Microchip Adverse Events

Under the compulsory microchipping legislation introduced in England, Wales and Scotland, adverse events in relation to a microchip implanted in a dog must be reported to the Veterinary Medicines Directorate (VMD). Although only a legal requirement for dogs, we would encourage anyone who identifies a possible adverse event in any species to report it.

An adverse event is classed as:

• Migration of a microchip from the original implantation site.
• Any pain, suffering or pathology arising from the implantation of a microchip.
• Failure of a microchip. Failure of a microchip is defined as failure of the microchip to transmit the encoded number when scanned with an appropriate transceiver (scanner).
Failure to report an adverse event is a prosecuteable offence which may be liable for a fine.

Many of these adverse events may be identified by veterinary staff when an animal visits their practice. It is important to note that veterinary staff are not required to police the legislation. However, the RCVS has updated its supporting guidance to clarify that veterinary surgeons and veterinary nurses should make appropriate reports, similar to reports for adverse reactions to veterinary medicines. In all cases, for anyone who identifies a potential adverse event we would recommend that they contact the microchip supplier.

The scheme has been set up to ensure that any patterns and trends in adverse events relating to microchip implantation can be identified. This also affects individual implanters, as any adverse events relating to implantation techniques of an individual may lead to them being asked to attend a refresher course before they are allowed to resume implanting, or be stopped from implanting dogs altogether if the Secretary of State deems it necessary.

There are currently three categories listed; reaction, migration and failure.

Reactions include infection, excessive bleeding and any pathology relating to the implantation of a microchip. These are generally due to implantation technique, rather than the microchip itself.

Migration of a microchip from the implant site, or expulsion of a microchip from the animal's body can generally be attributed to implantation technique, such as the microchip not being inserted deep enough, in an incorrect location, or being implanted too high or low.

A potential problem has been identified in relation to reporting microchip migration in dogs, as the compulsory microchipping legislation does not specify where in the dog a microchip should be implanted. Although the vast majority of dogs in the UK are implanted between the shoulder blades, it could have been placed higher up the neck, on the left side of the neck or in some breeds further back, depending on the implanter. This means that any second party scanning a dog may not be able to identify for certain where the microchip was originally implanted, and in these cases the implanter should be consulted to determine the original implant area before migration is reported.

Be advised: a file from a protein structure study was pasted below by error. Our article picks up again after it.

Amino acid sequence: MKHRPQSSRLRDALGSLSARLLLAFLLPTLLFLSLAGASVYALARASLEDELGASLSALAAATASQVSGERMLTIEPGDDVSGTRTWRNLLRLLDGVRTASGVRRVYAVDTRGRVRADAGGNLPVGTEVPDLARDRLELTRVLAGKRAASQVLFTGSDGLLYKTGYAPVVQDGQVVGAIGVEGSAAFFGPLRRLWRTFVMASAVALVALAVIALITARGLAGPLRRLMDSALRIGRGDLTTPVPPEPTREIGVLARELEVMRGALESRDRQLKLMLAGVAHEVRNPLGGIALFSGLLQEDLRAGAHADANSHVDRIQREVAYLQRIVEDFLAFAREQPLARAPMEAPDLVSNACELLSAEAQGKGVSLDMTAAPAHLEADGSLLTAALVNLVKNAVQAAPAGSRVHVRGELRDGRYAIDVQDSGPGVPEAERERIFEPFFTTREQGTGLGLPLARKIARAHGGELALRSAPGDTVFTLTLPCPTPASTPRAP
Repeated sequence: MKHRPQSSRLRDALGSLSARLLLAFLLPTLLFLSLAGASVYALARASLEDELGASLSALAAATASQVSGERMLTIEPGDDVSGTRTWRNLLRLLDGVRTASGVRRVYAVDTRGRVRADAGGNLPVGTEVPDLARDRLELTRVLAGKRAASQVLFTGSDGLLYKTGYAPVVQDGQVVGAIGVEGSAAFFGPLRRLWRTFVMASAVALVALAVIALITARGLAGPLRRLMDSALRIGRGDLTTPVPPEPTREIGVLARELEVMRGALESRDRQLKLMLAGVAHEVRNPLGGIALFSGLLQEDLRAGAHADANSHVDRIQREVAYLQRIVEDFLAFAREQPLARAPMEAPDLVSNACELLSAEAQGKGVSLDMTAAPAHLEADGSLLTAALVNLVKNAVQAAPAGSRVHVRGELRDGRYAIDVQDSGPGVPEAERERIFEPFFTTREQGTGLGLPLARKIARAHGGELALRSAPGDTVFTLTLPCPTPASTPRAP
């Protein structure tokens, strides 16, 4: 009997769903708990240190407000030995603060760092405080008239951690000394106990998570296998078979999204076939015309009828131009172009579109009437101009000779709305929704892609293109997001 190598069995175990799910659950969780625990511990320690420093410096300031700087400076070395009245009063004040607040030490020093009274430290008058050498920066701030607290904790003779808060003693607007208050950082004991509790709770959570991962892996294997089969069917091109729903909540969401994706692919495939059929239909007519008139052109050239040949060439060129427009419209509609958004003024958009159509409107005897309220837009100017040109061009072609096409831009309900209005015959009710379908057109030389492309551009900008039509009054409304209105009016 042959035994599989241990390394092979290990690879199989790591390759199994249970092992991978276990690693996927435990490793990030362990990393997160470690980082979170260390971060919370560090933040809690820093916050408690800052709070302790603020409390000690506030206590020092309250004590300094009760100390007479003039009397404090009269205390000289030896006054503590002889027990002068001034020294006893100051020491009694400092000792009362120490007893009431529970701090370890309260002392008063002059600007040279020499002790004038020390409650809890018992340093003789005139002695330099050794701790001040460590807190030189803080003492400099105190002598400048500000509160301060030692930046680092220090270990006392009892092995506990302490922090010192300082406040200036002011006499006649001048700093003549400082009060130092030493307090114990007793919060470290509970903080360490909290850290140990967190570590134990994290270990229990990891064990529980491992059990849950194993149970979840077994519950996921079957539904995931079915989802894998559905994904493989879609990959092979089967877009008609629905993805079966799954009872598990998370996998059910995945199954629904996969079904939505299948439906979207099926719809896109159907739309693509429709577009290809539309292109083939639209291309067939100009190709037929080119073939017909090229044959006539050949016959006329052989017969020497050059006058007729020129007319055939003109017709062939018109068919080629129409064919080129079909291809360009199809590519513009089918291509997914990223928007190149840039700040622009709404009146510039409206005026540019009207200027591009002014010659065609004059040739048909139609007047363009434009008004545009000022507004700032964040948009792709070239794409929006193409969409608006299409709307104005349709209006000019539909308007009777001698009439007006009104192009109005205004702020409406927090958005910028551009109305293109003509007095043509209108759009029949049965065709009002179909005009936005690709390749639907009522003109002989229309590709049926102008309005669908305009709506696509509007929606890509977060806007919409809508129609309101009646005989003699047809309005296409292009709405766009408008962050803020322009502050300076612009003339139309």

Failure of a microchip is a very rare occurence, and distinguishing a microchip that has failed from a one that has been expelled from the body generally requires some form of diagnostic imaging. If a microchip is found not to be present, i.e it has been expelled from the body, we recommend it is reported under the migration category to the VMD. We would also recommend that no microchip is reported under the failure category unless diagnostic imaging has been carried out to show that a microchip is definitely present in the animal.

We have prepared an information flow chart to offer guidance to anyone who is presented with a non-scanning microchip and to provide guidance for which category the adverse event should be reported under. We would encourage anyone to follow this flow chart before reporting an adverse event to the VMD to ensure all the data submitted is as accurate and correct as possible.

If you need information on how to deal with reporting an adverse event, or are presented with an animal with a non-scanning microchip and are unsure what to do, please contact us on 01962 813 554.

The VMD scheme is described in their leaflet. Adverse events can be reported online here.

To complete the form online the minimum that you will need is the microchip number, the implanter's occupation, the species of the animal and the occupation of the person reporting.

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